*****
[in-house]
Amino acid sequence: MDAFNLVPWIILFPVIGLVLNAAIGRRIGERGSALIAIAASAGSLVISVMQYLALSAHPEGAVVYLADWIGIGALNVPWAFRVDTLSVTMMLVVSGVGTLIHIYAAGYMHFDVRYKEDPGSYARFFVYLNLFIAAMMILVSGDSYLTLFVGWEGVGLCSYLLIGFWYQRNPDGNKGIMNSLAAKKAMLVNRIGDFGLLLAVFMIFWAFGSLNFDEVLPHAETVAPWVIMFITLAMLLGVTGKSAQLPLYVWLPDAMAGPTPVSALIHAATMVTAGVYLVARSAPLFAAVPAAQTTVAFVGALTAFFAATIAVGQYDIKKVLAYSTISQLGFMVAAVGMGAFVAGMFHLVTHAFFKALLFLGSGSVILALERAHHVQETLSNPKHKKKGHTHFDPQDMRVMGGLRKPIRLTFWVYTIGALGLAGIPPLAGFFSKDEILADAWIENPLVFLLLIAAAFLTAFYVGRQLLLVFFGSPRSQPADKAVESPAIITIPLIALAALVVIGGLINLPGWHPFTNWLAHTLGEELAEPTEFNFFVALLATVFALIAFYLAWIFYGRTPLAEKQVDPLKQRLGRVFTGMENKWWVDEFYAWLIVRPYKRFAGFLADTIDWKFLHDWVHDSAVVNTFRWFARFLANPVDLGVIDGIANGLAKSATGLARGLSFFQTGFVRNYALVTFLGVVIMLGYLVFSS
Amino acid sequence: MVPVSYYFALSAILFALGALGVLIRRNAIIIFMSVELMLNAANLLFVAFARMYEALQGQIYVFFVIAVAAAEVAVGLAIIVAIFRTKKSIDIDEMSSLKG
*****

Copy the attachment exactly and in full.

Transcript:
[in-house]
Amino acid sequence: MDAFNLVPWIILFPVIGLVLNAAIGRRIGERGSALIAIAASAGSLVISVMQYLALSAHPEGAVVYLADWIGIGALNVPWAFRVDTLSVTMMLVVSGVGTLIHIYAAGYMHFDVRYKEDPGSYARFFVYLNLFIAAMMILVSGDSYLTLFVGWEGVGLCSYLLIGFWYQRNPDGNKGIMNSLAAKKAMLVNRIGDFGLLLAVFMIFWAFGSLNFDEVLPHAETVAPWVIMFITLAMLLGVTGKSAQLPLYVWLPDAMAGPTPVSALIHAATMVTAGVYLVARSAPLFAAVPAAQTTVAFVGALTAFFAATIAVGQYDIKKVLAYSTISQLGFMVAAVGMGAFVAGMFHLVTHAFFKALLFLGSGSVILALERAHHVQETLSNPKHKKKGHTHFDPQDMRVMGGLRKPIRLTFWVYTIGALGLAGIPPLAGFFSKDEILADAWIENPLVFLLLIAAAFLTAFYVGRQLLLVFFGSPRSQPADKAVESPAIITIPLIALAALVVIGGLINLPGWHPFTNWLAHTLGEELAEPTEFNFFVALLATVFALIAFYLAWIFYGRTPLAEKQVDPLKQRLGRVFTGMENKWWVDEFYAWLIVRPYKRFAGFLADTIDWKFLHDWVHDSAVVNTFRWFARFLANPVDLGVIDGIANGLAKSATGLARGLSFFQTGFVRNYALVTFLGVVIMLGYLVFSS
Amino acid sequence: MVPVSYYFALSAILFALGALGVLIRRNAIIIFMSVELMLNAANLLFVAFARMYEALQGQIYVFFVIAVAAAEVAVGLAIIVAIFRTKKSIDIDEMSSLKG